In a new book, Invent To Learn: Making, Tinkering, and Engineering in the Classroom, internationally respected educators Sylvia Martinez and Gary Stager capture the excitement of the Maker Movement and share the educational case for bringing making, tinkering and engineering to every classroom.
According to Martinez and Stager, the Maker Movement, a technological and creative learning revolution underway around the globe, has exciting and vast implications for the world of education. New tools and technology, such as 3D printing, robotics, microprocessors, wearable computing, e-textiles, ‘smart’ materials, and programming languages are being invented at an unprecedented pace. The Maker Movement creates affordable versions of these inventions, while sharing tools and ideas online to create an innovative, collaborative community of global problem seekers and solvers. The Maker Movement in education is built upon the foundation of constructionism, which is the philosophy of hands-on learning through building things. The key message from spending hours in this book was that the Maker Movement overlaps with the natural inclinations of children and the power of learning by doing. By embracing the lessons of the Maker Movement, educators can revamp the best student-centered teaching practices to engage learners of all ages.
A Maker Space is a virtual and physical space that serves as a community hub for the Maker Movement in education – a place for inventing, tinkering and hacking. An innovative and non-structured environment where learners can connect, create, collaborate, share, invent, tinker, build and explore the elements of STEAM (science, technology, engineering, art and maths) through experiential play. A Maker Space is flexible by nature, where tools, technology, expertise and networks evolve and change to suit the range of student-led DIY projects, sometimes with the help of mentoring from experts in the field. In some schools, these areas are found in libraries, media centres and computer labs. For educators with limited space, creative use of tinkering tables in the class breakout rooms or a dedicated corner of the classroom suffice in providing students with the same learning experiences.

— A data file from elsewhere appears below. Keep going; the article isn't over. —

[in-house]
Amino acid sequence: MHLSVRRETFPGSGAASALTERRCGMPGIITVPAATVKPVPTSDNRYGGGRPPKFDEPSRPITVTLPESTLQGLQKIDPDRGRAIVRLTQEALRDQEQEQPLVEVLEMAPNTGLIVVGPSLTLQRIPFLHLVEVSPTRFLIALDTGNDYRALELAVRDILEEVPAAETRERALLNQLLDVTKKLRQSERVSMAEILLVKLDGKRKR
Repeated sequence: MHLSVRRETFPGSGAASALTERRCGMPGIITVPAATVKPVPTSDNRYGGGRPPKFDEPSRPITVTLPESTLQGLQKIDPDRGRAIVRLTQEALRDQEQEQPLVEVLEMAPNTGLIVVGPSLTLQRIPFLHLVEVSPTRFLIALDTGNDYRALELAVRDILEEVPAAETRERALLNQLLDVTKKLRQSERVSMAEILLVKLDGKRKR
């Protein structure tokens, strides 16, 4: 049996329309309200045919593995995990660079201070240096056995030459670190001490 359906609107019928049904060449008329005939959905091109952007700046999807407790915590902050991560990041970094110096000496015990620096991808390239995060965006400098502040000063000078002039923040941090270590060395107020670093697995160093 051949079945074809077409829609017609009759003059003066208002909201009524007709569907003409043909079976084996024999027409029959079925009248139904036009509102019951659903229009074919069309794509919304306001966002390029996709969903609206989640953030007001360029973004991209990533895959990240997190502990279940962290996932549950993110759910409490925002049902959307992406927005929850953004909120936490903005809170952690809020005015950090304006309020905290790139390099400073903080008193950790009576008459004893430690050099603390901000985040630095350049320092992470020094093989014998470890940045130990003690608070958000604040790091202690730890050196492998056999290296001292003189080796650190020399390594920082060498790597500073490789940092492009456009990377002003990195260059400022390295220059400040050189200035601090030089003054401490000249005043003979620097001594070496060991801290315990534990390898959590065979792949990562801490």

Matt Richards, the Director of Edtech and Innovation at St Columba Anglican School, Port Macquarie is leading the Maker movement in Australian schools. Matt manages The Hub at St Columba, a permanent learning space for K-12 students that has many tools including a 3D scanner and 3D printer; a Raspberry Pi (a credit-card sized computer); an Oculus Rift (a virtual reality headset for immersive learning and playing); Goldie Blox (an engineering and construction set designed by female engineers to inspire young, female students); Chrome Boxes (compact computers); an Alienware computer designed specifically for gaming purposes; as well as blank computers for installing existing and new operating systems, and computer hard-drives that can be opened, taken apart, and explored. The school also participates in collaborative online environments where their students can share and explore virtual spaces with students from other schools, no matter the physical distance.